The average CPU usage across the nodes in the cluster was about 78%, as shown in the graph below.

Benchmarking the SELECT workload

The following command was run for the SELECT workload.

The SELECT workload would lookup random rows on the table that the INSERT workload (described in the previous section) populated. Each SELECT queries were done using prepared statements, as shown below.

The main points worth noting in this workload are:

  • There are 2400 concurrent clients issuing selects. Each benchmark program uses 400 threads, and there are six programs running in parallel.
  • Each read operation randomly selects one row from a total of 3 billion rows. Each benchmark program randomly queries one row from a total of 500 million rows, and there are six concurrent programs.

Once again, a screenshot of the read throughput on this cluster while the benchmark was in progress is shown below. The read throughput was 2.8 million selects/sec. YugabyteDB reads are strongly consistent by default and that is the setting used for this benchmark. Additional throughput can be achieved by simply allowing timeline-consistent reads from follower replicas (see final section of this post).

The corresponding average select latency across all the 100 nodes was 0.56ms, as shown below.

The average CPU usage across the nodes in the cluster was about 64%, as shown in the graph below.

Architecture for Horizontal Write Scaling

The architecture of a YugabyteDB cluster is shown in the figure below. The YB-TServer service is responsible for managing the data in the cluster while the YB-Master service manages the system configuration of the cluster. YB-TServer automatically shards every table into a number of shards (aka tablets). Given the Replication Factor (RF) of 3 for the cluster, each tablet is represented as a Raft group of 3 replicas with one replica considered the leader and other two replicas considered as followers. In a 100-node cluster, each of these 3 replicas are automatically stored on exactly 3 (out of 100) different nodes where each node can be thought of as representing an independent fault domain. YB-Master automatically balances the total number of leader and follower replicas on all the nodes so that no single node becomes a bottleneck and every node contributes its fair share to incoming client requests. The end result is strong write consistency (by ensuring writes are committed at a majority of replicas) and tunable read consistency (by serving strong reads from leaders and timeline-consistent reads from followers) irrespective of the number of nodes in the cluster.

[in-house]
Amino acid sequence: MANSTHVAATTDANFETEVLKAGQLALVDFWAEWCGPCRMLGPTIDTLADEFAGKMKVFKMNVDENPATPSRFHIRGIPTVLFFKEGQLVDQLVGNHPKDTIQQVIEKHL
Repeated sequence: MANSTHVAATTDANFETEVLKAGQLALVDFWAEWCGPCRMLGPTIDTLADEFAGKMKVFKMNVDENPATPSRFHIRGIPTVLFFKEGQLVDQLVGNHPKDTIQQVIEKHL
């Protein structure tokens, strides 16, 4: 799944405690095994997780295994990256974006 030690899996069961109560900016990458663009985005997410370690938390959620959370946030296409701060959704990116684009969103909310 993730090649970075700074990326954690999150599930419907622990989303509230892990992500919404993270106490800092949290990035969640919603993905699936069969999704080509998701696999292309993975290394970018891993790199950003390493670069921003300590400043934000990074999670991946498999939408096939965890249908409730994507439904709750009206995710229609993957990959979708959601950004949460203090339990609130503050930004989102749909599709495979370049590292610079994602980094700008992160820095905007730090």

To those new to Raft, the simplest explanation is that it is a protocol with which a cluster of nodes can agree on values. It is arguably the most popular distributed consensus protocol in use today. Business-critical cloud-native systems like etcd (the configuration store for Kubernetes) and consul (Hashicorp’s popular service discovery solution) are built on Raft as a foundation. YugabyteDB uses Raft for both leader election as well as the actual data replication. The benefits of YugabyteDB’s use of Raft including rapid scaling (with fully-automatic rebalancing) are highlighted in “How Does the Raft Consensus-Based Replication Protocol Work in YugabyteDB?”. Raft is tightly integrated with a high-performance document store (extended from RocksDB) to deliver on the promise of massive write scalability combined with strong consistency and low latency.

What’s Next?

  • Compare Yugabyte DB in depth to databases like CockroachDB, Google Cloud Spanner and MongoDB.
  • Get started with Yugabyte DB on macOS, Linux, Docker, and Kubernetes.
  • Contact us to learn more about licensing, pricing or to schedule a technical overview.

Related Posts

Founder & CTO